Brooklyn residents receive free food as part of a Bowery Mission outreach program on December 5, 2013 in the Brooklyn borough of New York City. The Christan ministry says it have seen a spike in need since food stamps to low-income families were reduced in November with cuts to the federal Supplemental Nutrition Assistance Program (SNAP). (John Moore/Getty Images)

Trump administration’s new rules could strip 3.7 million Americans of food stamps

Rules would slash benefits to more than 5 million households and cut school lunch for nearly a million kids

Igor Derysh
December 3, 2019 10:00AM (UTC)

The Trump administration’s proposed rule changes for the Supplemental Nutrition Assistance Program (SNAP) could cost millions of Americans their food stamps, according to a new study.

The Department of Agriculture’s proposed rule changes — which include setting stricter work requirements, reducing deductions for housing costs, and reforming automatic enrollment for the program in 40 states — could result in 3.7 million people losing their SNAP benefits, according to a report by the nonprofit Urban Institute.


The cuts would affect millions of households that would still remain eligible for the program. About 2.2 million households would have their SNAP benefits reduced by $127 per month and more than 3 million other households could see cuts averaging $37 per month, according to the study.

Nearly 1 million students would also lose access to free and reduced-price lunch, the study found.

“What we found is that overall the three proposed changes would reduce the number of households participating in SNAP by about 11 percent if this was implemented in 2018," the Urban Institute’s Laura Wheaton told NBC News. "It’s about a 9.4 percent reduction in the number of people participating and about an 8 percent reduction in overall benefits.”


The Department of Agriculture estimates that the cuts would save about $4.2 billion per year. Agriculture Secretary Sonny Perdue said in a USA Today op-ed that the “proposed improvements” would “restore the dignity of work to the able-bodied” and ensure the “stability of SNAP for those who truly need it.”

Craig Gundersen, a University of Illinois at Urbana-Champaign professor who has studied the SNAP program for 20 years, said that the people targeted for cuts are the ones who truly need it. He told NBC News that half of the 3.7 million people at risk of losing their benefits are already food insecure despite receiving SNAP funding. Cutting the program for any food-insecure adult results in $2,000 in additional health care costs, he said.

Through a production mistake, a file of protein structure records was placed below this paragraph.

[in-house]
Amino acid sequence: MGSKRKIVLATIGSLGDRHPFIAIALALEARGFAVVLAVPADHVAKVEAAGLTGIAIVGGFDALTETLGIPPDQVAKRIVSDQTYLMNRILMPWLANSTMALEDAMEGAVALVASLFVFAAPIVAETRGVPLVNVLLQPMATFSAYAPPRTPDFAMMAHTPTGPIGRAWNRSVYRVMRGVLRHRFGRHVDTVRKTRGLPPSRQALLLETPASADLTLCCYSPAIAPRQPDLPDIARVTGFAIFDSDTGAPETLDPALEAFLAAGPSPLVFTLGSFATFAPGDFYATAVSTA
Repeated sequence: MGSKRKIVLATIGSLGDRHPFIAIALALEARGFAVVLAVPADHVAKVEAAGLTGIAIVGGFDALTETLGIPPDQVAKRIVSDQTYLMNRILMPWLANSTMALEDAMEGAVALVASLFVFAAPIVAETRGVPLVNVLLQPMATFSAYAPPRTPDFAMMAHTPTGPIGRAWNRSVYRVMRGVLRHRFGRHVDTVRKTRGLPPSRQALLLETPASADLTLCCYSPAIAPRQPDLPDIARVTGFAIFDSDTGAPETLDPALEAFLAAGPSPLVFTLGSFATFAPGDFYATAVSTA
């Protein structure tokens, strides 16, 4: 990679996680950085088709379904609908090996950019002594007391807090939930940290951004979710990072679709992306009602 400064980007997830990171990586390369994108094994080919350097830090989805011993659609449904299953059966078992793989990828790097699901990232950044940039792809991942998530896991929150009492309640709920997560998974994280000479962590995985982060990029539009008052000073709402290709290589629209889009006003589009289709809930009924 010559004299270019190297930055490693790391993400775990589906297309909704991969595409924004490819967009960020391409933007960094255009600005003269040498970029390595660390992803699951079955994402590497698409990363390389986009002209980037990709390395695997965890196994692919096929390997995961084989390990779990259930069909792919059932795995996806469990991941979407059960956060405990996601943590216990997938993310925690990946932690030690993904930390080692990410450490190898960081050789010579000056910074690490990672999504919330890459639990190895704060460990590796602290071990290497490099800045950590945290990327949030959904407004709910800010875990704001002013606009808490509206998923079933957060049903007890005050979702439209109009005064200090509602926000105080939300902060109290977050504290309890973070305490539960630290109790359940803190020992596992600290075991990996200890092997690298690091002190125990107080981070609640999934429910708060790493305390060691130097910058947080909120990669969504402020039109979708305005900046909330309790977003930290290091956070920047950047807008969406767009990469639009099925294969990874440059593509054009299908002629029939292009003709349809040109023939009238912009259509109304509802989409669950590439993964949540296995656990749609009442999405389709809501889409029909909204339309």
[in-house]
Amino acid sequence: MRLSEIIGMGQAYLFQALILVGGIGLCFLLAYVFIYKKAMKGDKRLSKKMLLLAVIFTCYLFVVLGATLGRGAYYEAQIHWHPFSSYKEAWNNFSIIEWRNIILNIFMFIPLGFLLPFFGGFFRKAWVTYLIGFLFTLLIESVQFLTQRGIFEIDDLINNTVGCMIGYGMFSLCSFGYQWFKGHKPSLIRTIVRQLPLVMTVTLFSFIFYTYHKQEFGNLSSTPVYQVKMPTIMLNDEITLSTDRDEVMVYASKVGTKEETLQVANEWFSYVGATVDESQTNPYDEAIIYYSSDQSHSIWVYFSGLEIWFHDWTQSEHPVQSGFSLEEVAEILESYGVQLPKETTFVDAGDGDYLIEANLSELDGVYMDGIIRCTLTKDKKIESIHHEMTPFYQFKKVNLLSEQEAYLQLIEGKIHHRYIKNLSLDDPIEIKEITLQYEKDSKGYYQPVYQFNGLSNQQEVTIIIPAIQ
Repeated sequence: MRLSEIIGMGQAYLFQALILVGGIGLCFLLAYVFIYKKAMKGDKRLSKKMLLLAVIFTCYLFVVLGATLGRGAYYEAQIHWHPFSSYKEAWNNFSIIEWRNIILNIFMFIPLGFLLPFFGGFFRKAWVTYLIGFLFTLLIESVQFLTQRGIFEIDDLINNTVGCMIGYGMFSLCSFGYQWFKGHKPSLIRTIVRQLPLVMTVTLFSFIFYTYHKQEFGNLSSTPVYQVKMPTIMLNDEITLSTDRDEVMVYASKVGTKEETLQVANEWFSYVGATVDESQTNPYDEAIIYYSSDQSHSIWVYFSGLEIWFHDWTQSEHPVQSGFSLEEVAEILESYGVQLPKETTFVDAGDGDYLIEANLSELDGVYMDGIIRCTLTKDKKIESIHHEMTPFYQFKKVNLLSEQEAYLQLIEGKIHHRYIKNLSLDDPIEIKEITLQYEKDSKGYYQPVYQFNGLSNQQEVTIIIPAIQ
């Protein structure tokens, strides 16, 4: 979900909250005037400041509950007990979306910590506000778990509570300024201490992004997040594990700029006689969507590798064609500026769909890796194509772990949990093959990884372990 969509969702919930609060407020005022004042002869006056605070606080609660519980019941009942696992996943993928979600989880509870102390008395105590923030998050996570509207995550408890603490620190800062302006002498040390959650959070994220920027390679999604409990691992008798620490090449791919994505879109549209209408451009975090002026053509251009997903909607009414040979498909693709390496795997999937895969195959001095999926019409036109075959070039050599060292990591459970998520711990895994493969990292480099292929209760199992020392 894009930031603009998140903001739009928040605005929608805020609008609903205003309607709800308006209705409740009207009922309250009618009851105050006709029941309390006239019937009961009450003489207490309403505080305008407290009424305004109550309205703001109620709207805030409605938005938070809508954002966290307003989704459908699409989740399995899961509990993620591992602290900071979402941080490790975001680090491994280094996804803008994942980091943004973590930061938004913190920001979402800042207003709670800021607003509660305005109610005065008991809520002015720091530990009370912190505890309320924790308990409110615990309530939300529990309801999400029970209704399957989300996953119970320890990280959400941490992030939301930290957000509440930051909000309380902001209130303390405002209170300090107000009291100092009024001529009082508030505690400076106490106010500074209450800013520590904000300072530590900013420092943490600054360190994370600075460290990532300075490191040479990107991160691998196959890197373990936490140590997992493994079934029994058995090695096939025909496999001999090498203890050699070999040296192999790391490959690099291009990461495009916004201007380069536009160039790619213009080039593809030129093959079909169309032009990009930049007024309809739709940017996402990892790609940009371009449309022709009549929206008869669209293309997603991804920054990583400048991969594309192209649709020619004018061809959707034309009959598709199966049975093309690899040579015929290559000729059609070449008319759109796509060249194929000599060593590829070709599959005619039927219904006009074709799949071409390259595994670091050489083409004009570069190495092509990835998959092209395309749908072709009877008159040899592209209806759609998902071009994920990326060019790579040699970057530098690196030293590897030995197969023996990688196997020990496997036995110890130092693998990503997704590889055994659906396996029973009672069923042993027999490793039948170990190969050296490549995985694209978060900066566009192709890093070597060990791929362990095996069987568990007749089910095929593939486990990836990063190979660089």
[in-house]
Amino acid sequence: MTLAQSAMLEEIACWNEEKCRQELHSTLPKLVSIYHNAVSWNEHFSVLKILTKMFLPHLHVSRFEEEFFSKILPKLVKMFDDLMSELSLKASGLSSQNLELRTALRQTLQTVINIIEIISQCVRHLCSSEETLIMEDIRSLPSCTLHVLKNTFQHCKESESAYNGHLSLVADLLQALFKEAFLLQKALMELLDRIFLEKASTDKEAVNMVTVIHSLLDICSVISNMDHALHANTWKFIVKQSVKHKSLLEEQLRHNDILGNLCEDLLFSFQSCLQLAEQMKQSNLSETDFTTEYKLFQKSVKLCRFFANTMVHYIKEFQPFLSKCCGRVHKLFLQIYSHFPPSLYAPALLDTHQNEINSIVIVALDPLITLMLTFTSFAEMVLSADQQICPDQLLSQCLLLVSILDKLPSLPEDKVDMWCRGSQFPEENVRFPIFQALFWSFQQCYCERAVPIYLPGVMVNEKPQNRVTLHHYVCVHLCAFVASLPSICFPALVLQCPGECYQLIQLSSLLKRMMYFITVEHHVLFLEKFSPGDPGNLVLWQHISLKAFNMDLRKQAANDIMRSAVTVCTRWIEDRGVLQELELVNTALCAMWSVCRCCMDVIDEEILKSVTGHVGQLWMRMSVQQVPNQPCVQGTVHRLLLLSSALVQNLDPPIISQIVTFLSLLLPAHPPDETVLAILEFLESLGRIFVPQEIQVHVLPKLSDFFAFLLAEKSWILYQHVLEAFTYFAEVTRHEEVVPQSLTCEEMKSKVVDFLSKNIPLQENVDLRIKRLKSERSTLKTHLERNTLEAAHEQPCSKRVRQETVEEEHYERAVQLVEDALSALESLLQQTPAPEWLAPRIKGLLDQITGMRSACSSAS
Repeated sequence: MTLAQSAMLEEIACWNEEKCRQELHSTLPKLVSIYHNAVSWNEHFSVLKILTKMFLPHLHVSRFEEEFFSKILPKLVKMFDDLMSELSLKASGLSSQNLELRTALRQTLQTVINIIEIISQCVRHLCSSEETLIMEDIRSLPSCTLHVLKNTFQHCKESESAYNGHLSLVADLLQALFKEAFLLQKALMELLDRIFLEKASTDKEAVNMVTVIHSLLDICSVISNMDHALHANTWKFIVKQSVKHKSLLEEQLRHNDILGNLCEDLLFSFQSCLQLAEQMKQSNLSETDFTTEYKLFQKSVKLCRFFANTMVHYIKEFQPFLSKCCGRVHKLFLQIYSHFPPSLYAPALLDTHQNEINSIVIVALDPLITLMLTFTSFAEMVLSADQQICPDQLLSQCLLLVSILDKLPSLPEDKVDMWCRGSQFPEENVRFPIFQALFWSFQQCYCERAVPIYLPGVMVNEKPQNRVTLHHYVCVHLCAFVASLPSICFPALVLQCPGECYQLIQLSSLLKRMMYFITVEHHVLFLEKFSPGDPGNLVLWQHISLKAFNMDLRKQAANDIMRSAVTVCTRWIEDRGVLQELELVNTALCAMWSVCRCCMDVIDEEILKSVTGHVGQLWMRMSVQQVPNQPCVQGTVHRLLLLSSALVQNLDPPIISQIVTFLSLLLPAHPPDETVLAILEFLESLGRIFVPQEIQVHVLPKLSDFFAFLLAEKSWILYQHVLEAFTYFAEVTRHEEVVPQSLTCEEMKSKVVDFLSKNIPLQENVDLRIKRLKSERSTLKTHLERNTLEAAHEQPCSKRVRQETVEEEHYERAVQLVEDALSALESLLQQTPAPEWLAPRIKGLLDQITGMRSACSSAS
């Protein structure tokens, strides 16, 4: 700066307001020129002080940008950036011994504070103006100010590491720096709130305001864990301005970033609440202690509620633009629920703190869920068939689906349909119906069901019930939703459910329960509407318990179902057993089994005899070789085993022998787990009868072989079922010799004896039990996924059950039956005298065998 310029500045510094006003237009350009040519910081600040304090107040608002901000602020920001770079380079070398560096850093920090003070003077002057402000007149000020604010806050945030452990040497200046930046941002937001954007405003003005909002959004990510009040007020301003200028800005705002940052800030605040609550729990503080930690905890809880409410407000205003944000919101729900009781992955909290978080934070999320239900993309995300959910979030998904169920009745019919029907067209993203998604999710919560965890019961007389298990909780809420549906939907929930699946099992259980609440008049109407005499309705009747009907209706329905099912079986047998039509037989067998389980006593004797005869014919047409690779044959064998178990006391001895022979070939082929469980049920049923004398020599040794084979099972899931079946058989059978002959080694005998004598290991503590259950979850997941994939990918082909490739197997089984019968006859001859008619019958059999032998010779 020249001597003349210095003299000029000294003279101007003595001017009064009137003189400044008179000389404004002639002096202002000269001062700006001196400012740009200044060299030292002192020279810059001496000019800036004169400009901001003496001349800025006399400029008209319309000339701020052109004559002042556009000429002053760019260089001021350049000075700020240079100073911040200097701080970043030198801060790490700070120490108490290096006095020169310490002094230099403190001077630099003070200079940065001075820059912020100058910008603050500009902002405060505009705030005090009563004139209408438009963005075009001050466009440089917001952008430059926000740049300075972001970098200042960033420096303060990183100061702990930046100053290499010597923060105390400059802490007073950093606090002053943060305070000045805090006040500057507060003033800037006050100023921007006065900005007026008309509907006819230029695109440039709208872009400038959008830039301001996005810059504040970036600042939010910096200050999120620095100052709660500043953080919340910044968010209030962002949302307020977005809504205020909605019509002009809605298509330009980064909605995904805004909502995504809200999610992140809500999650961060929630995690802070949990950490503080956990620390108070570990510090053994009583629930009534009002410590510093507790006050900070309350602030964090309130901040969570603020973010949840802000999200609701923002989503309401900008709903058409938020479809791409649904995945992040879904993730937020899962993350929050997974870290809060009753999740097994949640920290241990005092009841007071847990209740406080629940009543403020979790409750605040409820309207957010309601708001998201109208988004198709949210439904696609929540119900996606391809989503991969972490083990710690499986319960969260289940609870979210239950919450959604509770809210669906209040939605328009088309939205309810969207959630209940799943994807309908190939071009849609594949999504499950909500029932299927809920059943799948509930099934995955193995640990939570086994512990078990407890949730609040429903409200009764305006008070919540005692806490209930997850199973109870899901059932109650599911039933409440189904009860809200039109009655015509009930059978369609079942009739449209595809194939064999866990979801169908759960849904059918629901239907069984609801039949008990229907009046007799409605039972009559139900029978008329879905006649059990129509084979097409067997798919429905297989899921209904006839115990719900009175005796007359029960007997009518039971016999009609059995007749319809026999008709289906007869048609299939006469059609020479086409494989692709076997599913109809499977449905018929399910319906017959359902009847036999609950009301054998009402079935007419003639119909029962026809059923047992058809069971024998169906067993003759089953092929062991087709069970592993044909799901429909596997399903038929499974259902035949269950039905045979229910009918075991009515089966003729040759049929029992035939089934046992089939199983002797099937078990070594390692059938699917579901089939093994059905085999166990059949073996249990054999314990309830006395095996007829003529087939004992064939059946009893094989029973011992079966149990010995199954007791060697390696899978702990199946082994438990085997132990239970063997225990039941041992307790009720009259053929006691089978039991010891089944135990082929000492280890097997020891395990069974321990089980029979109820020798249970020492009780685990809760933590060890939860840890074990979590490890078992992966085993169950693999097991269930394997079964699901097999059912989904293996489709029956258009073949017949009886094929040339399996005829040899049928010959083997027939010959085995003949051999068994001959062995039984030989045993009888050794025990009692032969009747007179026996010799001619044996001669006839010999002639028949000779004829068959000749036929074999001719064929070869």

"The essential goal of the program is to mitigate hunger and its consequences in the United States,” he told the outlet. "Anything that impedes SNAP of doing that is very problematic as it leads to food insecurity in our country."


Gundersen added that the new rules may actually discourage some people from working if the new rules put them in an income bracket that causes them to lose access to SNAP benefits.

“On the one hand they want to encourage people to work, but on the other they would be taking away that incentive,” he said, adding that SNAP is not intended to be a work program. "There are some assistance programs that do discourage people to work, but this is not one of them,” he said, describing SNAP as an initiative intended to address food insecurity.


Some states could see devastating effects if the rules are enacted. In Nevada, where more than 12 percent of households already face food insecurity, according to the USDA, upward of 22 percent of SNAP recipients could lose their benefits under the new rules.

“SNAP is related to hunger and getting people the nutrition they need,” the Food Bank of Northern Nevada’s Joselyn Lantrip told NBC News. “Food shouldn’t be a luxury.”

Lantrip added that food banks like hers would not be able to feed the millions of people who could be left without benefits under the new rules.


“That’s really hard for food banks to keep up with if you have that kind of decline in benefits,” she said. “We support people if they fall outside of the safety net, but we can’t replace the safety net as a food bank. We’re spinning our wheels already, because when unemployment is low people assume hunger is low, but we’re just helping more working poor than before.”

The proposed rule change garnered 170,000 public comments, nearly all of them negative. A group of more than 70 U.S. mayors also condemned the proposed change in a letter warning that 80 percent of SNAP households include a child, elderly person or person with disabilities and that these cuts would also “harm local and regional economies.”

“Executive actions should not be used to hurt individuals, families, and communities,” the letter said. “Our nation cannot remain globally competitive if our children do not have enough to eat.”


Democratic presidential candidate Julián Castro, a former secretary of Housing and Urban Development, called the proposal “stupid” and “cruel.”

“We need to actually be providing more opportunity for people to get the food that they need,” he said.

Igor Derysh

Igor Derysh is a staff writer at Salon. His work has also appeared in the Los Angeles Times, Chicago Tribune, Boston Herald and Baltimore Sun.

Tips/Email: Twitter: @IgorDerysh

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